Dan Bricklin's "Demo" is a DOS-based tool for creating tutorials, interactive application demonstrations, and interface prototypes. It has a powerful scripting system, with the ability to store and manipulate both text and graphics screens, and a redistributable runtime. It is primarily notable as having been written by Dan Bricklin, the author of VisiCalc. https://winworldpc.com/product/dan-bricklins-demo/ii-v2
You might be tempted to think of it as a business presentation program, but it is really more of a development tool.
It is also not very friendly. The fist thing it does after the splash screen is drop you in to a completely black editor screen. No status bar, no "press esc for menu", no nothing.
Ironically one of the flyers included with this specific item was an advertisement for Norton Commander, which prominently displays a black screen with the large text "See DOS Run", and goes on to compare that to Norton Commander.
From there, the organization is a little confusing. The program revolves around "slides". These are text-mode screens that you create. Each slide may contain multiple "run codes" that act as a program. Some slides may be designated as "overlays", in which the content of that slide can be mixed and matched with other slides.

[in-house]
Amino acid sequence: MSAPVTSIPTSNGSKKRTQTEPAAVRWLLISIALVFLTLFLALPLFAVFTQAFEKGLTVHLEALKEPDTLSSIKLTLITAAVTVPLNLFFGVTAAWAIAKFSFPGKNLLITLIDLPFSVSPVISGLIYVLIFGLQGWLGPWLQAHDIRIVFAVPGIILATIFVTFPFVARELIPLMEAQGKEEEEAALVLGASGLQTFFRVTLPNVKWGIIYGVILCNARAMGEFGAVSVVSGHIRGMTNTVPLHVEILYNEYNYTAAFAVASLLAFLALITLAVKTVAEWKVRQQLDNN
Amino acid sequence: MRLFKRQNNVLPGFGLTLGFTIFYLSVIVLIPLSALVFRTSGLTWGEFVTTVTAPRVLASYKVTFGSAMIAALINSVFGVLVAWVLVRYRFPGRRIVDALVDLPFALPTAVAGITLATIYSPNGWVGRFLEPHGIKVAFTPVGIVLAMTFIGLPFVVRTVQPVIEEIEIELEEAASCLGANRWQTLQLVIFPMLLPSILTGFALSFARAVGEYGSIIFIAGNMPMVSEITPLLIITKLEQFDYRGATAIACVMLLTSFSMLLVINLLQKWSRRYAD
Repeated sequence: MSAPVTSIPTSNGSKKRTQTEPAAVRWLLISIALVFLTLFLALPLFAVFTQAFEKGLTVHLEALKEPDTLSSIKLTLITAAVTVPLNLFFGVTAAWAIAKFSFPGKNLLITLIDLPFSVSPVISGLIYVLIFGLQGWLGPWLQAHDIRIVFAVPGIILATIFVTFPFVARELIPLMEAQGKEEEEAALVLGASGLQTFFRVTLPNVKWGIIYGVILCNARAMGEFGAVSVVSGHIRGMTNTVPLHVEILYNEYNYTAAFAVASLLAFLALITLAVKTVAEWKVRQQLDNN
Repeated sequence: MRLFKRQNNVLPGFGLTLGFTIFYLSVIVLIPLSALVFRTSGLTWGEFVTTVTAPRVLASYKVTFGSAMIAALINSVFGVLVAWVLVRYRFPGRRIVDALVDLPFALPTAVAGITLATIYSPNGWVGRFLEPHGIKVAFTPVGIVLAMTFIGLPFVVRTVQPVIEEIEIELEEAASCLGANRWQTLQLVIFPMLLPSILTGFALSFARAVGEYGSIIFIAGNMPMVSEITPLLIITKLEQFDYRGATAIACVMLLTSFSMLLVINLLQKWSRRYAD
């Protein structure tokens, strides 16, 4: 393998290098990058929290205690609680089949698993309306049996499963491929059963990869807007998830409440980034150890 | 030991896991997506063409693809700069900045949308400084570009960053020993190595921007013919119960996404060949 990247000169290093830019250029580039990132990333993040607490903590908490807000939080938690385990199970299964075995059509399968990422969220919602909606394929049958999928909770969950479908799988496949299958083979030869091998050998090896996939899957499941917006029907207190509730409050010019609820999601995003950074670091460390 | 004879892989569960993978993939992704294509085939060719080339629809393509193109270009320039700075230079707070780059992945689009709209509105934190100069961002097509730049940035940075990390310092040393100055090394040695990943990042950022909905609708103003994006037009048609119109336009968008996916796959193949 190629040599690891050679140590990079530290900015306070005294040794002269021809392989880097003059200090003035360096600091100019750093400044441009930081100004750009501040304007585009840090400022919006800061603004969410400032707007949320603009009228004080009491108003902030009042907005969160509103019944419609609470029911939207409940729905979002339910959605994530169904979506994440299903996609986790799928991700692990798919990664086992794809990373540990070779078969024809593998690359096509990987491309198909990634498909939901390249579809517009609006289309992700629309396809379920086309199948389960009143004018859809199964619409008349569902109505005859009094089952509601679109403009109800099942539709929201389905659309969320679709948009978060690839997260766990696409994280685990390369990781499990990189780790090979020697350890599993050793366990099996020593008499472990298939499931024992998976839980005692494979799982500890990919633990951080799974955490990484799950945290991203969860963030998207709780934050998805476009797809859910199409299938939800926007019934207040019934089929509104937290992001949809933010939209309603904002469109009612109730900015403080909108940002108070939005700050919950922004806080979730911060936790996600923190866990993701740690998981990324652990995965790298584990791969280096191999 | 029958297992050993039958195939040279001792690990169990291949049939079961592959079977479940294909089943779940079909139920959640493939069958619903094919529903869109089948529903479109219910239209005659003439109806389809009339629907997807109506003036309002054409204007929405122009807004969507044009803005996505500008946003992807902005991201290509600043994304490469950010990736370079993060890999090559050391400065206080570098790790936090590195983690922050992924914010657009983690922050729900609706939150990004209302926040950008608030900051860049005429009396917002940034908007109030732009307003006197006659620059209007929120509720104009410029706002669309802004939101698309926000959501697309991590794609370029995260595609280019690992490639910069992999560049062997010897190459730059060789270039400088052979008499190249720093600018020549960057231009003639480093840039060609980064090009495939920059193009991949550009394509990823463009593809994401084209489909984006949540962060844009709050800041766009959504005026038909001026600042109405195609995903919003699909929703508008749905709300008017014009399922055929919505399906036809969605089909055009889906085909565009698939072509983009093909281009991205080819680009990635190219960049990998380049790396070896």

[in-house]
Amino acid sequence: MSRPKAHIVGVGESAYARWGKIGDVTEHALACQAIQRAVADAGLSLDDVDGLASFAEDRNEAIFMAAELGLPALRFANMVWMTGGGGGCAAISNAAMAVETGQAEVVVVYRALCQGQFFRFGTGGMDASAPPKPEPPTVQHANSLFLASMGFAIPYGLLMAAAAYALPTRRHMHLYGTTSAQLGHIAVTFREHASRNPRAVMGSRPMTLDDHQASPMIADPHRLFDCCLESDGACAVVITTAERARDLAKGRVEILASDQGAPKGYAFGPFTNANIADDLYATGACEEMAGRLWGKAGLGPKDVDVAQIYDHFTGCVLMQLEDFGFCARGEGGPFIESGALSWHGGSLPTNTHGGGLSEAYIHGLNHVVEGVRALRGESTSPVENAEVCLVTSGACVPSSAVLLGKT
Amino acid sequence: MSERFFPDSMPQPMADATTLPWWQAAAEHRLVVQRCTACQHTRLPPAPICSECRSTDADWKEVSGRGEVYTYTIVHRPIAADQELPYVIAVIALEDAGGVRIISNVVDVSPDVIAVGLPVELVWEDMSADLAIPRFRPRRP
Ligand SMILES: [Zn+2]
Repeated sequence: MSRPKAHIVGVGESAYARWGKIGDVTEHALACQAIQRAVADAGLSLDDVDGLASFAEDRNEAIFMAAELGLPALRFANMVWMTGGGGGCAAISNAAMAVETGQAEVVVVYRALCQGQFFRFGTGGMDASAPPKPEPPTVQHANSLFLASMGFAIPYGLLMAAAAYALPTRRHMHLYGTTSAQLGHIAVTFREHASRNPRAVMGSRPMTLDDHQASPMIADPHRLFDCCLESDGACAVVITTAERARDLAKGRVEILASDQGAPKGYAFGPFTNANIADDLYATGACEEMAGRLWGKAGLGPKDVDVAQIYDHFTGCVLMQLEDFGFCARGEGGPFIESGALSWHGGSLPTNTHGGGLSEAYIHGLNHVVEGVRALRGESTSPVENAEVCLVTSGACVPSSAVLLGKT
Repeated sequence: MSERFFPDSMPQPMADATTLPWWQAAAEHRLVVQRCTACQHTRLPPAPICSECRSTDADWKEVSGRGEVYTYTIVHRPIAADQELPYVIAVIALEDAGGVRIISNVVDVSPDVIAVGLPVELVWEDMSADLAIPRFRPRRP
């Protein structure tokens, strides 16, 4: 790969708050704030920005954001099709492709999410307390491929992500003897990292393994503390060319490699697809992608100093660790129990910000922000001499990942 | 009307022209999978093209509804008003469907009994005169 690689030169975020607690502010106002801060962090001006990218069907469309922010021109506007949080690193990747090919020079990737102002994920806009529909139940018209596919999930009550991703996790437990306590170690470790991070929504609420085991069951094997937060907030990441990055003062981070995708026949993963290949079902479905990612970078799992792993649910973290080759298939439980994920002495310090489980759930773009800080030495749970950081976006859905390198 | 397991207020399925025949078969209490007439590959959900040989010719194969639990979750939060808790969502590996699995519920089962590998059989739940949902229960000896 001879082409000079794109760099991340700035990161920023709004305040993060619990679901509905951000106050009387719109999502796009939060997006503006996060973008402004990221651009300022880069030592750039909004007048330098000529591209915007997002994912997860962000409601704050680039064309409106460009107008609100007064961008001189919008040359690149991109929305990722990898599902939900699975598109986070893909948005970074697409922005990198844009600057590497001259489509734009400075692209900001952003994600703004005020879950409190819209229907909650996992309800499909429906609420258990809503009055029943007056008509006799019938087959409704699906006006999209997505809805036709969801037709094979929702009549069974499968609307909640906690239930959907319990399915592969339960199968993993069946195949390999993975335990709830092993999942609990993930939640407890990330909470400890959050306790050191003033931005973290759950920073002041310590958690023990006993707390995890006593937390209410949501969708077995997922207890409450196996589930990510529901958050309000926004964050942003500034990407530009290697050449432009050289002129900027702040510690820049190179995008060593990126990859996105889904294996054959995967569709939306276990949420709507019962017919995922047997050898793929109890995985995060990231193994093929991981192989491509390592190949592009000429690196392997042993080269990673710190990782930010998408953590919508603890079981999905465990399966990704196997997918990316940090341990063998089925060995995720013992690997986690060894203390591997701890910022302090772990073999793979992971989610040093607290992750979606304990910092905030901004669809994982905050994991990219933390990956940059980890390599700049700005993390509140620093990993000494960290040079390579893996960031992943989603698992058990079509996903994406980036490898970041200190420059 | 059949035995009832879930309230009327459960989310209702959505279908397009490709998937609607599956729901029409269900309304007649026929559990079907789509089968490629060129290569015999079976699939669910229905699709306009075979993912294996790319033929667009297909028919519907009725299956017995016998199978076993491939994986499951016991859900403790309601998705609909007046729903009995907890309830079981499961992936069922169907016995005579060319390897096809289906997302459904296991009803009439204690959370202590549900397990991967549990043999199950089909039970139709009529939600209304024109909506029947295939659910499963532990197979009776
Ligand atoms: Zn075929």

As the name suggests, it is primarily used to create "demos". A typical text-mode application tutorial is a good example of the sort of thing this program can create. Often application vendors would want freely redistributable slide-show demonstrations, but with interactivity - something this program is good at.
It was also marketed as a user interface "prototyping" tool. One could quickly mock-up a few text-mode screens and tie them together in such a way as to give an idea of what a new program might look like. However, I would expect one to run in to various limits quite quickly, and there seems to be little functionality specific to this use.
Although Demo II is mainly designed to operate on text screens, it is possible to insert graphics screens and perform a number of effects on them. This version of Demo II only supports up to EGA 640*350 resolution.
This specific version is "Dan Bricklin's Demo II Version 2 Release B", released in 1988 by Peter Norton Computing.
Demo was first released in 1985 by Dan Bricklin's consulting firm Software Garden. It was later sold under Peter Norton Computing, and then Sage Software.
Demo II Version 2 provides image capture, import features, and 100 new run actions.
Demo II Version 3, released in 1991 under Sage Software, uses a revamped CUA UI, and supports VGA.
A Microsoft Windows version was released under the name "Demo-It!".
Demo II Version 2 requires 512k RAM, and DOS 2.0 or later. It supports up to EGA graphics resolution.
In conclusion, it seems it was fairly popular for what it did. But I suspect much of the fanfare was simply due to who wrote it. Compared to VisiCalc, this program was not much of a game changer, but it filled a need.